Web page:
5. Participants may post pictures of plants they are unable to identify, or are unable to identify with precision. They should not include these plants in the numbered list until they are able to identify it with relative precision. Each participant shall determine the level of precision that is acceptable to her; however, being able to distinguish between plants that have different common names should be a bare minimum.

6. Different varieties of the same species shall not count as different entries (e.g., Celebrity Tomato and Roma Tomato should not be separate entries); however, different species which share a common name be separate if the participant is able to distinguish between them (e.g., camillia japonica and camillia sassanqua if the participant can distinguish the two--"camillia" if not).

7. Participants may take as long as they like to complete the challenge.  You can make it as quick or as detailed a project as you like.  I'm planning to blog a minimum of two plants per week, complete with pictures and descriptions as below, which could take me up to a year.  But you can do it in whatever level of detail you like.

The challenge was put together at scsours.. I read about it at Melissa Wiley's blog.

We (well, actually me, but I'll drag everyone else here into it) will be participating. I'd like to think I can bang this out fairly quickly -- surely I can already identify nearly 100 species of plants around here. Getting around to writing blog posts about them will be the challenge, of course. I mean, right now I'm looking out the window at some Black Eyed Susans that have sprung up volunteer, the yew bushes, the maple trees, we have gobs of violets and wild strawberries ... oh, so much flora to snap pictures of and to write about!

I'll tag each post with a "100 Species" tag that will link in the sidebar. And maybe figure out how to put Melissa Wiley's cool button in the sidebar, too.

First Day of School

Monday morning was back-to-school day for us.  We've taken about 6 weeks off, so it hasn't been a huge break.  And those weeks were busy ones, with dance camps, Vacation Bible School, illness (that business with the sore throats -- ugh), and even out-of-town visitors.

I thought we could get a gentle start in getting back into school mode.  I thought Thalia could finish up Analytical Grammar -- of the 10 week course, she had already completed 9.  And I thought AnnaBeth and I could work on either grammar or math.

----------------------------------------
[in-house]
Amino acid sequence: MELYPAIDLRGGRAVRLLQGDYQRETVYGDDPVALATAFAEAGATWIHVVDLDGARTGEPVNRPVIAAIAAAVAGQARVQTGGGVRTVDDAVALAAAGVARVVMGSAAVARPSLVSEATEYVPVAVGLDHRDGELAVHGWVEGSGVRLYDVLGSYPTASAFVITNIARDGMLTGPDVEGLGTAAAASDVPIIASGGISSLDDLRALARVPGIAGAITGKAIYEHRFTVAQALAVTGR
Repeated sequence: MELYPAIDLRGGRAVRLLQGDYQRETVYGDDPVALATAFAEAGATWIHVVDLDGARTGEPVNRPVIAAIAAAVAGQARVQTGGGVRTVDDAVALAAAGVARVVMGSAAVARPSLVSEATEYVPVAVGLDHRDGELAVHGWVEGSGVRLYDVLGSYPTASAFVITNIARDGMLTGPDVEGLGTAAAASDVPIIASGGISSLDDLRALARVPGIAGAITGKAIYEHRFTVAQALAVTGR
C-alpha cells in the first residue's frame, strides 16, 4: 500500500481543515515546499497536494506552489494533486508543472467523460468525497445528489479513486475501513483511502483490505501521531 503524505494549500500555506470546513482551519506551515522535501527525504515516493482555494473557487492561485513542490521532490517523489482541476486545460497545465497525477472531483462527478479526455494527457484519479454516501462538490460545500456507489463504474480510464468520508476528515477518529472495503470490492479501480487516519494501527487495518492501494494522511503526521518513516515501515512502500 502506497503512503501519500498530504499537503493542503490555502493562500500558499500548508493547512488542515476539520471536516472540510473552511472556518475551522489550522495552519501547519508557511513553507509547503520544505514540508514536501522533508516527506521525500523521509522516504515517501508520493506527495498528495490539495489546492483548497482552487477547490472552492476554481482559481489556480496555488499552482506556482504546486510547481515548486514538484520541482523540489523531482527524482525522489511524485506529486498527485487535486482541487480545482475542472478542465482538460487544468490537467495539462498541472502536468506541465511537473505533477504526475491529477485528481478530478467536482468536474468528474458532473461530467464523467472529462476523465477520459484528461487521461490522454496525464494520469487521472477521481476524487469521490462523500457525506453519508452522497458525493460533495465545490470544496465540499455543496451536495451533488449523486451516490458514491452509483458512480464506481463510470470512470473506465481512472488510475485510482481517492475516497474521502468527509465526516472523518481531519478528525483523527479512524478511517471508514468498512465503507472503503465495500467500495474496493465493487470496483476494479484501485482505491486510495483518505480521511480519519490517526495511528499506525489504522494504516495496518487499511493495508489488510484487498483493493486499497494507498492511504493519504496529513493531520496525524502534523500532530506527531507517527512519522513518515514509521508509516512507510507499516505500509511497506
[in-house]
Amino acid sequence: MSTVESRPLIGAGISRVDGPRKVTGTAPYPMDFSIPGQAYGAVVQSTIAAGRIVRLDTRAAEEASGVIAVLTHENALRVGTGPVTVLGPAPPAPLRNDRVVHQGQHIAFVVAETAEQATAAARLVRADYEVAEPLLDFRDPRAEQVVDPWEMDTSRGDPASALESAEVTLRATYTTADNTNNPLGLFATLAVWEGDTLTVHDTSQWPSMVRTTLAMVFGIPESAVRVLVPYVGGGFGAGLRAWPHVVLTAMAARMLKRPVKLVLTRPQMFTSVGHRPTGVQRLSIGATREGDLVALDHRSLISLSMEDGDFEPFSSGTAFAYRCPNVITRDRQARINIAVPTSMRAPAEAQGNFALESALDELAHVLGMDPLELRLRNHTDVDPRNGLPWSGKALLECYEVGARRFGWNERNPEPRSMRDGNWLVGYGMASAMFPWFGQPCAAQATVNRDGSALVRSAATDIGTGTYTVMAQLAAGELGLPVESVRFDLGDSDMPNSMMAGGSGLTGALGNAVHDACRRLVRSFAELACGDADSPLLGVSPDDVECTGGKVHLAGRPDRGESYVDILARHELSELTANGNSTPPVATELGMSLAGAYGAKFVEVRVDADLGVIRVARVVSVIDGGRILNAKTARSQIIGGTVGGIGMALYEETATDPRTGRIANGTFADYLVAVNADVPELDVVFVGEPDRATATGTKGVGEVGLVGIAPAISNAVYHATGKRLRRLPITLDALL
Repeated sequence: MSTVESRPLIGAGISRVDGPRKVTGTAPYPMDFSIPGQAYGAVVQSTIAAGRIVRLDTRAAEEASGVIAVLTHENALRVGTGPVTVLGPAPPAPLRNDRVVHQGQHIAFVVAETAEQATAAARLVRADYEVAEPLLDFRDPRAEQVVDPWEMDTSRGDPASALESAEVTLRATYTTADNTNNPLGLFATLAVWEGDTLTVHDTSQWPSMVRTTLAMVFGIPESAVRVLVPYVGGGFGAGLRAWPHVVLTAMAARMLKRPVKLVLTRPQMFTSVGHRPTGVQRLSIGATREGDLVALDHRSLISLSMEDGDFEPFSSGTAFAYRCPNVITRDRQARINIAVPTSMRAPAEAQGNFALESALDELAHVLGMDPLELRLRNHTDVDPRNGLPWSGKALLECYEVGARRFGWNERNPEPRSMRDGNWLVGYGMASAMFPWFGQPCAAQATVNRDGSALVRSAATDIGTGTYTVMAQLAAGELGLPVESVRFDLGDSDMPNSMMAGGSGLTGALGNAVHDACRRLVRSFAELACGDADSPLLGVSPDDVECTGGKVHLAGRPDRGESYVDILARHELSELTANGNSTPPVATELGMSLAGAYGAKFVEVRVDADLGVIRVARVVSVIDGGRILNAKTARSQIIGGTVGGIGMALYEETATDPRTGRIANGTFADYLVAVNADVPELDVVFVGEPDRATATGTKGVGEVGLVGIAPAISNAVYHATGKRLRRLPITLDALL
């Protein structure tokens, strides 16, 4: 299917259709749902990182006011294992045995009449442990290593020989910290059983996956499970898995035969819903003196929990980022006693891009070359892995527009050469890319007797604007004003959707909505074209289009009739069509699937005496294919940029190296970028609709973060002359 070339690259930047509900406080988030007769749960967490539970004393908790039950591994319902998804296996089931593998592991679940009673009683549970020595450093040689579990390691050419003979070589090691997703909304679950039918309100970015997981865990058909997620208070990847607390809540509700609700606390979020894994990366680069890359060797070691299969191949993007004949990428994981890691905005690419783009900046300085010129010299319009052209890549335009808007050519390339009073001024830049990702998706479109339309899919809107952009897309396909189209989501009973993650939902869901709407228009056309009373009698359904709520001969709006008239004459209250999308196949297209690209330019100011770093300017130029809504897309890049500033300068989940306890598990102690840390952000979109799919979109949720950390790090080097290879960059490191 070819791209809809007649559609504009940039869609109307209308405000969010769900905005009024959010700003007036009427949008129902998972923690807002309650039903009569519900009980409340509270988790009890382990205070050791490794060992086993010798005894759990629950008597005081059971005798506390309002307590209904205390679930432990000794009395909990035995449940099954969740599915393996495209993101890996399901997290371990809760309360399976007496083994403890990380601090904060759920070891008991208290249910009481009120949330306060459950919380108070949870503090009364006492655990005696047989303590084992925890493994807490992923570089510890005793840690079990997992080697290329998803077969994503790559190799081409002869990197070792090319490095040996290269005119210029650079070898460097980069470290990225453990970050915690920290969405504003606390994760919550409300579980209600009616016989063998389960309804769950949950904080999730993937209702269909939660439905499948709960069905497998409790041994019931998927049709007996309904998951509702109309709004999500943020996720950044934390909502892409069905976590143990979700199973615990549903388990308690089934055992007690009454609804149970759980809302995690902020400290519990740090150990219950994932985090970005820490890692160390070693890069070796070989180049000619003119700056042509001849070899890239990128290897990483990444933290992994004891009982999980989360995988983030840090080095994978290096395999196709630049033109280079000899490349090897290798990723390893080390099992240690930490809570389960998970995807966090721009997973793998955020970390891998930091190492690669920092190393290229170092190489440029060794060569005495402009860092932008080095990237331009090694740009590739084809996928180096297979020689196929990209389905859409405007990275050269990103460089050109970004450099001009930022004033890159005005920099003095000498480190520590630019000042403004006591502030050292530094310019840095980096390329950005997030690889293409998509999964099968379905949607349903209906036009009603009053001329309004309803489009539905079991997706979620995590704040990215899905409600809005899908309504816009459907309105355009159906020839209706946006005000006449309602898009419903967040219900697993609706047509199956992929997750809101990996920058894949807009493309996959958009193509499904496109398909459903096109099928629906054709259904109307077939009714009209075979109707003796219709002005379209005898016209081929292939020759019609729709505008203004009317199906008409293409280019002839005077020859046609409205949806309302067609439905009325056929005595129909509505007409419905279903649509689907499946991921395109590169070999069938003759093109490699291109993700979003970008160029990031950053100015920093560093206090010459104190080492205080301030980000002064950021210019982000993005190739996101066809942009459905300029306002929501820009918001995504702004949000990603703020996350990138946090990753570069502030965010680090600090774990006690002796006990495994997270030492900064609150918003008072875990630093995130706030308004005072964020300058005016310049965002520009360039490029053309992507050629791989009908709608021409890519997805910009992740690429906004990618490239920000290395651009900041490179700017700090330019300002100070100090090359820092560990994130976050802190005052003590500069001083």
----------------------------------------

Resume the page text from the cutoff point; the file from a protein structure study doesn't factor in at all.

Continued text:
Thalia pulled out her Analytical Grammar book and discovered that she'd never done the week 9 test.  I vaguely remember something about that -- was that the week she got sick, perhaps, back in June?  In any event, she took it yesterday and did an amazing job with it.  The only mistake in parsing the sentences was calling a proper name "noun" rather than "proper noun".  No  mistakes in the questions, and the sentence diagrams were all perfect.  I am impressed!

She also spent time with her Life of Fred Algebra 1 book, and reviewed Latin vocabulary.  After that she worked on piano -- Monday afternoon was our first lesson in over 2 months, and the piano has barely been touched in that time.

AnnaBeth announced that she wanted to work on French, and maybe Latin.  Huh?  Certainly not what I had in mind.  We pulled out the Minimus book for some Latin work, and tried to figure out where we left off.  Aha, we seemed to be at the end of chapter 3, and spent time discussing derivatives of scribit (he writes), spectat (he watches) and laborant (they work), among others.  She had been hopping around saying that she wanted to do some copywork or dictation, so I suggested she make some Latin flashcards.  This project seemed to take care of her need to write things out.  I also pointed out that she is welcome at any time to pick up a pen or pencil and start writing -- copy poetry or quotations, write stories, write a letter.

After Latin we worked on First Language Lessons Level 3, amid much gushing that she loves this curriculum (which is not at all what she was saying about it last spring, but absence makes the heart grow fonder).  She completed lesson 30, which featured sentence diagramming.

As for French, it will have to wait. I'd like to try a new program, so we'll have to order one.